For Immediate Release
Kaymor - The United States, through the U.S. Agency for International Development, has dedicated a 645-meter anti-salt dike that will allow farmers to cultivate and irrigate more than 250 hectares of previously un-arable farmland in the Kaolack region.
By isolating water for irrigation from salt intrusion and rising sea levels, the dike, constructed at a cost of 215 million francs CFA (US $430,000), represents part of USAID’s efforts to combat the devastating effects of climate change in Senegal, and contributes to improved food security from recovered agriculture, forest and grazing lands.
“This construction is very important for the future of agriculture and protection of biodiversity in the Kaolack region,” USAID/Senegal Mission Director Henderson Patrick said at an inauguration ceremony. “We expect the value of this project to the community will far exceed its initial cost and will pay for itself quickly.”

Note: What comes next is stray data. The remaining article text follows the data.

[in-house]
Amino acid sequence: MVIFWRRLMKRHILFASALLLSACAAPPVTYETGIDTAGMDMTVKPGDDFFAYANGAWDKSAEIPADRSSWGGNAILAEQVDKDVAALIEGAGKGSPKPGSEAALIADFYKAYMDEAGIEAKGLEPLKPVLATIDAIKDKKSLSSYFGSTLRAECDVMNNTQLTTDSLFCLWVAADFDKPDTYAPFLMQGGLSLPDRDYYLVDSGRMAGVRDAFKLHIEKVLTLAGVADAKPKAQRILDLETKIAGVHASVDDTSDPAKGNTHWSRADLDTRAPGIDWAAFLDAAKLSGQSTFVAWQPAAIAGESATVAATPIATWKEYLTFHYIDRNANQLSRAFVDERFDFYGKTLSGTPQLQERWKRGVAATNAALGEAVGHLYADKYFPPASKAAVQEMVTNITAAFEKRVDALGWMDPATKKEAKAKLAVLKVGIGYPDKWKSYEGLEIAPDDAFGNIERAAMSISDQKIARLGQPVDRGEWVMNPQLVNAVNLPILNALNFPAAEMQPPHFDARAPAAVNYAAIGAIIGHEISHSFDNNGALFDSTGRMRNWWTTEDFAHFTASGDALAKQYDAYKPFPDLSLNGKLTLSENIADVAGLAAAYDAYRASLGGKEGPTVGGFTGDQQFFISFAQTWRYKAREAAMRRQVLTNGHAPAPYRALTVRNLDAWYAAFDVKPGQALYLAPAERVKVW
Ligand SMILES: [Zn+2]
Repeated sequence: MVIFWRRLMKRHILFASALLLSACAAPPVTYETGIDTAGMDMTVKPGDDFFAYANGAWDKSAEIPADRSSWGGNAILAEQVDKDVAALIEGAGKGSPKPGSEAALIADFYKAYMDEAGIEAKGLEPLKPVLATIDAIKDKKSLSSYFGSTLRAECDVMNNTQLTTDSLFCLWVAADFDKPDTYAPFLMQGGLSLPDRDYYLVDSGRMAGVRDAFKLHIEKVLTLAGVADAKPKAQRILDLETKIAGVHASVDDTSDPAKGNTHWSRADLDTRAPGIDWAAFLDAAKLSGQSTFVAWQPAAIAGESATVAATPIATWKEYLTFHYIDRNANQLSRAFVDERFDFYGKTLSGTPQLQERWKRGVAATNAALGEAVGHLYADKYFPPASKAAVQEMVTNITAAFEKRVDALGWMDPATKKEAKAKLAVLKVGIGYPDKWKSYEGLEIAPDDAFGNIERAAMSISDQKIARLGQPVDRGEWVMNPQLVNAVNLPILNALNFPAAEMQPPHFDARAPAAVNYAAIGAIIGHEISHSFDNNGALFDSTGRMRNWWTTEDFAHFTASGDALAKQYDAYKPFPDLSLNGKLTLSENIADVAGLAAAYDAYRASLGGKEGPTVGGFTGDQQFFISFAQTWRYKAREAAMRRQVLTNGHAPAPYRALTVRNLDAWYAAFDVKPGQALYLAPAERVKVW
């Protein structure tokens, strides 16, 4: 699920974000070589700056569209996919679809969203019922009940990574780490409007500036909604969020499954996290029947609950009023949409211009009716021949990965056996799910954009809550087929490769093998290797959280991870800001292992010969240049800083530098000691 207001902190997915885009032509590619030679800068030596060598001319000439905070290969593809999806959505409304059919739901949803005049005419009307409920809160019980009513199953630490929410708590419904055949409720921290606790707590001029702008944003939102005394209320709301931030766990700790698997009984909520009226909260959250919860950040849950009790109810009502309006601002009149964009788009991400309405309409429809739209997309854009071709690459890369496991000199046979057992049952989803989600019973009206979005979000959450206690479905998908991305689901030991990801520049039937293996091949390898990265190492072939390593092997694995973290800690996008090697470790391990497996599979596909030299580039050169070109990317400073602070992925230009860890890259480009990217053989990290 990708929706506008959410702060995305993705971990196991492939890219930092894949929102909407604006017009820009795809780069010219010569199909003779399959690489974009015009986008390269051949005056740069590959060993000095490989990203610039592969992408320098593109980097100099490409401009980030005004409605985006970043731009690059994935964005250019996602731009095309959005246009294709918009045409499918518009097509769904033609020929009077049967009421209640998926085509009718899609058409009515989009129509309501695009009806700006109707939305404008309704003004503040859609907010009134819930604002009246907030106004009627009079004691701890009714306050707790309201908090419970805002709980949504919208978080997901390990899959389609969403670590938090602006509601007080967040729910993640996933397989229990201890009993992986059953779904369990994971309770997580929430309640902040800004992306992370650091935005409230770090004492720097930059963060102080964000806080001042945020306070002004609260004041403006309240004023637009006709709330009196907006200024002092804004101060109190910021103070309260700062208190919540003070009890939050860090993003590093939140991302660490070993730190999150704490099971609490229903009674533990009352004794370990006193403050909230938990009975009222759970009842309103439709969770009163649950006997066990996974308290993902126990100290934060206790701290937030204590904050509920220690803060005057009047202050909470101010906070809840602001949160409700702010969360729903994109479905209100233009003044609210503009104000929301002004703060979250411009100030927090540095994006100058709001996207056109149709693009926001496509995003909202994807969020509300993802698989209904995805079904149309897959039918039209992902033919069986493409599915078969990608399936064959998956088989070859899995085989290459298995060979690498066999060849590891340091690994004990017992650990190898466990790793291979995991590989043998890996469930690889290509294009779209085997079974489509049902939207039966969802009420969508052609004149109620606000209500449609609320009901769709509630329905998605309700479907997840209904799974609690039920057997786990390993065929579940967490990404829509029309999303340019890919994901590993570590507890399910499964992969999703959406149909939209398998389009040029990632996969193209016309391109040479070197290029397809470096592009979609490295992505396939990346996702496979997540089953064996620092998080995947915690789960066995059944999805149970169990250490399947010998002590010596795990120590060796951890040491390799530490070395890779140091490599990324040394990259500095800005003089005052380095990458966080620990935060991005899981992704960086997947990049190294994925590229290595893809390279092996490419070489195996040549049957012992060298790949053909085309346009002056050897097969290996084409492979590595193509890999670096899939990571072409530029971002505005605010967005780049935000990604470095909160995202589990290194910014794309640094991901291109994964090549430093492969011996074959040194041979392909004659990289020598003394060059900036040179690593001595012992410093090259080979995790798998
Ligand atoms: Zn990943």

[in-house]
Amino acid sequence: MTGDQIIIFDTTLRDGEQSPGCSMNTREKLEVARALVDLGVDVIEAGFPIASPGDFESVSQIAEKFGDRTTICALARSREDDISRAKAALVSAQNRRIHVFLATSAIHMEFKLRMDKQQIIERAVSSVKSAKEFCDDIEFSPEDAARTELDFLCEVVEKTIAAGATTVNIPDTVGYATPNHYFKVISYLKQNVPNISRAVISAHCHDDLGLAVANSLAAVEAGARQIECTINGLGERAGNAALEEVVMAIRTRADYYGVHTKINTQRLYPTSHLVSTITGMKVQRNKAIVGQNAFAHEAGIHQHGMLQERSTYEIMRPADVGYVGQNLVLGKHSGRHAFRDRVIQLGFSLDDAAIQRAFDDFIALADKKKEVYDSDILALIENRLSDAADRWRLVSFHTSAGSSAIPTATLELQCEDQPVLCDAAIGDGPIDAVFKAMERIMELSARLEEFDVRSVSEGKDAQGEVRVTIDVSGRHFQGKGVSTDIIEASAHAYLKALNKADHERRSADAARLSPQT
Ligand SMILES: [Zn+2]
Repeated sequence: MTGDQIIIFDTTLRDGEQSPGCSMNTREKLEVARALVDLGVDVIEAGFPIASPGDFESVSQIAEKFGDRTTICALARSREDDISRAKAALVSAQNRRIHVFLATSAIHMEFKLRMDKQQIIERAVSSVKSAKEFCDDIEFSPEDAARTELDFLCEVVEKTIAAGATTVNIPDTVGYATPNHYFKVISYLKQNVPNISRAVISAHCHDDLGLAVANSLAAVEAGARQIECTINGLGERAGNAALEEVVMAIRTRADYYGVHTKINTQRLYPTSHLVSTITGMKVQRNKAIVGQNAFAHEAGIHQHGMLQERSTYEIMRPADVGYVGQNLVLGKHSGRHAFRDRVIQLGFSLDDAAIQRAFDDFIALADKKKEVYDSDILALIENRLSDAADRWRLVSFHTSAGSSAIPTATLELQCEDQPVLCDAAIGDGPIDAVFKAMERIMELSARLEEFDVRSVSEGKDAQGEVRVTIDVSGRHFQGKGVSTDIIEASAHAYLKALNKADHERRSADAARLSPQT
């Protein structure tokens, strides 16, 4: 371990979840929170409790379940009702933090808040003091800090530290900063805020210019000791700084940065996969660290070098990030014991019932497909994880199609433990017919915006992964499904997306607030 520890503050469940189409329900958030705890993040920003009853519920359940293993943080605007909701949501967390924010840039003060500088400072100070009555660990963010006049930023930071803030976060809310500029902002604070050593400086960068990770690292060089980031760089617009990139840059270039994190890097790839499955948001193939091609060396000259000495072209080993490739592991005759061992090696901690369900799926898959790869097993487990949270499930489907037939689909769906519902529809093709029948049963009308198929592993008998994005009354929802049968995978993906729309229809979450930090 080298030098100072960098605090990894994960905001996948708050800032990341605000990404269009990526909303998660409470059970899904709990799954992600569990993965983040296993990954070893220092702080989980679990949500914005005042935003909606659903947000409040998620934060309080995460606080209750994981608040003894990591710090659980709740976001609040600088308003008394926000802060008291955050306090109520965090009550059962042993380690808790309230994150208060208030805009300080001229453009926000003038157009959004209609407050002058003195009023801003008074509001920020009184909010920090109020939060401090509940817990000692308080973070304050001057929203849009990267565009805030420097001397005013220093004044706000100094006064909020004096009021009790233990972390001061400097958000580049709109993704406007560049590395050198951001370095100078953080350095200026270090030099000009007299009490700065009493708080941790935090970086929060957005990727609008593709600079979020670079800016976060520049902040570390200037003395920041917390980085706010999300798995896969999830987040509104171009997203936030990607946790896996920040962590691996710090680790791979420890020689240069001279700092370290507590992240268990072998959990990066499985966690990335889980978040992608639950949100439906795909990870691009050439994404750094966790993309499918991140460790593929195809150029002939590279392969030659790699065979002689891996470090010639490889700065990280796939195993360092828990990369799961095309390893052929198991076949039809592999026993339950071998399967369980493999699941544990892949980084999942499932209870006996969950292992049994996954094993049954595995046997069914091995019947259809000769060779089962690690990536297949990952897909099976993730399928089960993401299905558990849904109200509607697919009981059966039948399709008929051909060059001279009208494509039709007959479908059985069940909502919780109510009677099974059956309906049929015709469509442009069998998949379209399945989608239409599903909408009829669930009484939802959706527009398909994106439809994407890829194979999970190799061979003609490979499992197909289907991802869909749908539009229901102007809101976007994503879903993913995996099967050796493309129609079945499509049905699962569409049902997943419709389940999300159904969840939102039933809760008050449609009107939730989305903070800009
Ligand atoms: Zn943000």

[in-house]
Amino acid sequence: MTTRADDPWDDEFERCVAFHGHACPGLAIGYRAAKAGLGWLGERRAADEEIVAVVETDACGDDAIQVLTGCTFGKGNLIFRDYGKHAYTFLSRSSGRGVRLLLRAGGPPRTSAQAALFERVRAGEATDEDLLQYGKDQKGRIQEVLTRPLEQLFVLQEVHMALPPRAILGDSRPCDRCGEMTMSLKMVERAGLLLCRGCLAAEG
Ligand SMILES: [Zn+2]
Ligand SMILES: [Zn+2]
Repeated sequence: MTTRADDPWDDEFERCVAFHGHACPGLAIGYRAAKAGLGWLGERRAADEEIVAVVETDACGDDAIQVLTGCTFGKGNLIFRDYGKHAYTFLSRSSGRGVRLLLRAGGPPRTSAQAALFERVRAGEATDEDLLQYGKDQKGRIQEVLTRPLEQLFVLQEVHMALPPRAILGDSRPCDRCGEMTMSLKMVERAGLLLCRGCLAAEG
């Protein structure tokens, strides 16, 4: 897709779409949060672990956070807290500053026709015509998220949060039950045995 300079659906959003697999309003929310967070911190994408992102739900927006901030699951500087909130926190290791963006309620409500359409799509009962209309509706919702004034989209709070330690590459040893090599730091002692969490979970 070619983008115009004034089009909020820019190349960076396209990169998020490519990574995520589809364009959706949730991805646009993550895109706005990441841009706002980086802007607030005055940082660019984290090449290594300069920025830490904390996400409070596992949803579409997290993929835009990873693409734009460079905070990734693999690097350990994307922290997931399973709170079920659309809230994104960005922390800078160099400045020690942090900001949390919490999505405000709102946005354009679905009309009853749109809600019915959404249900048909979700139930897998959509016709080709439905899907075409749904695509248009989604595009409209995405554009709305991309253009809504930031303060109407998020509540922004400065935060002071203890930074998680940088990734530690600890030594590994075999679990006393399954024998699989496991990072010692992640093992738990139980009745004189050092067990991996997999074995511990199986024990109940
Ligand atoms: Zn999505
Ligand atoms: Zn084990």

“The American people through USAID, have re-energized an important ecosystem and helped us adapt to the effects of climate change through this important project,” Haidar El Ali, Minister of Environment and Sustainable Development, said at the inauguration.
The Kaymor Rural Community is located along an ancient drainage system known as the “Bao Bolong.” Since the 1970s, decreased rainfall combined with rising sea levels has permitted salt water from the Gambia River estuary to infiltrate into the adjacent land, killing forests and rendering the surrounding land useless for farming.
The new Kaymor anti-salt dike prevents this salt water intrusion, and will enable the recovery and protection of 250 hectares of land that can be used for rice cultivation, vegetable gardens, reforestation, and grains cultivation.
The presence of the dike also protects the local water table and ensures fresh water in the community’s wells used for drinking water. The Kaymor community has been a longstanding partner in development with USAID, and recently received farming equipment such as rice threshers, corn and rice hullers, and heavy equipment, including tractors.
USAID/Wula Nafaa, which has been one of USAID’s flagship agricultural and natural resources management project since 2008, has invested more than $23 million under the global Feed the Future Initiative in rural areas for the benefit of more than 40,000 individuals, resulting in more than 10,000 tons of additional crops produced by 10,000 rural enterprises, generating earnings of over $36 million.
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Last updated: July 10, 2014